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Amherst College Sexual Assault Policies Treat Alleged Rapists Better Than Laptop Thieves

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A few months after Angie Epifano accused Amherst College of failing her as a rape victim, the school president travelled from Massachusetts to Alabama to meet with her for a few hours.

Epifano left Amherst in summer 2012. That October, she published a lengthy op-ed in the school newspaper, writing that the college failed to adequately respond to her report of sexual assault, and sent her to a psychiatric ward after she told a school counselor she felt depressed. The article rocked the campus, drew national attention and prompted Amherst President Biddy Martin to immediately order a task force to review sexual violence policies.

Days before that task force report was to be released in January 2013, Martin and Gina Smith, an attorney Amherst hired to advise it on sexual violence issues, met with Epifano where she was living at the time. They wanted to prepare her for what would be released to the public, according to the college.

"They proceed to tell me that the deans that had worked with me and the counselors had gone above and beyond to help me stay in school and to heal, and I just hadn't been receptive of their help," Epifano said in an interview. "I think I was in too much shock to say anything in response. I felt like I was going to burst into tears at any moment."

Epifano liked Martin, and believed she was trying to improve Amherst. But she was upset the college administration wasn't admitting to what she saw as blatant failures and a violation of federal law.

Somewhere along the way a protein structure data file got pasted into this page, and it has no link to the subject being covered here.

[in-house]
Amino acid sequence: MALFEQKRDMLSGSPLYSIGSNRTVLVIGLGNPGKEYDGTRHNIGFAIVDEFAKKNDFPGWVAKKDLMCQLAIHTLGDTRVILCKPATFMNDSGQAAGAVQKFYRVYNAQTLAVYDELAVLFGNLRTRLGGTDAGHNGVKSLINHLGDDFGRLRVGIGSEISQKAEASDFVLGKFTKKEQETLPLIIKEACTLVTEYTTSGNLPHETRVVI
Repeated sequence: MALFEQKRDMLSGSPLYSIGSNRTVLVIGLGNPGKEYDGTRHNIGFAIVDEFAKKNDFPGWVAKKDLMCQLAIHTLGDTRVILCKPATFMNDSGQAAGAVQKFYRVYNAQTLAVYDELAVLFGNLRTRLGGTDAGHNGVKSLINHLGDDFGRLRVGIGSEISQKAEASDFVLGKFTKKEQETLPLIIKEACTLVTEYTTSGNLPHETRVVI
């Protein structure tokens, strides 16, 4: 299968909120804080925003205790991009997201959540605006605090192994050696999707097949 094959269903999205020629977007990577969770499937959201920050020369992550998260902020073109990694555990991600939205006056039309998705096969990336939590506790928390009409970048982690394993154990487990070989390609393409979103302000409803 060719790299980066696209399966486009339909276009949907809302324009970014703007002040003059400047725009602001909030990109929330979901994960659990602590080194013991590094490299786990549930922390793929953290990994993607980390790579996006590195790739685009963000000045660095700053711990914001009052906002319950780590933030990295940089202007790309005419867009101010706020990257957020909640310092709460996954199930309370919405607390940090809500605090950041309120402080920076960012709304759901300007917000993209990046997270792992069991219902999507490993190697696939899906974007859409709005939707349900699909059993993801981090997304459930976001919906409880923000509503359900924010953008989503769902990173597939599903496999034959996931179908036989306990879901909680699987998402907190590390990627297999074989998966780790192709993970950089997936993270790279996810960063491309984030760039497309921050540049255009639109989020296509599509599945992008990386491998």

Epifano and an anonymous former Amherst student lodged federal complaints against the college last month alleging violations of the Clery Act, a campus security law, and the federal gender equity statute Title IX. They coordinated with students filing similar complaints against Vanderbilt University in Tennessee.

Epifano said she decided to file the complaint, in large part, because the didn't think Amherst's response to sexual violence has been adequate. Amherst's task force report found that the college "failed to follow policy and procedure" responding to Epifano's case and made an "inadequate" attempt to help her.

She recalled a campus visit last August, nearly a year after her newspaper op-ed, and an encounter with three incoming male freshmen. The new students appeared shocked to learn that sexual assault occurs at Amherst, Epifano said.

"Three Amherst first-year men, who had just gone through the college's entire orientation, did not know that men could be raped or even that rape happens at Amherst," Epifano wrote in her complaint to the U.S. Department of Education.

Current Amherst students give the college credit for improvement, but said training in sexual respect for first-year students remains inadequate.

"The administration has mostly relied on skits during orientation depicting scenes at the socials -- the dorms most Amherst parties are thrown in -- and slogans like 'Consent is Sexy,'" senior Anna Seward said. She suggested the training be expanded, perhaps as a mandatory class.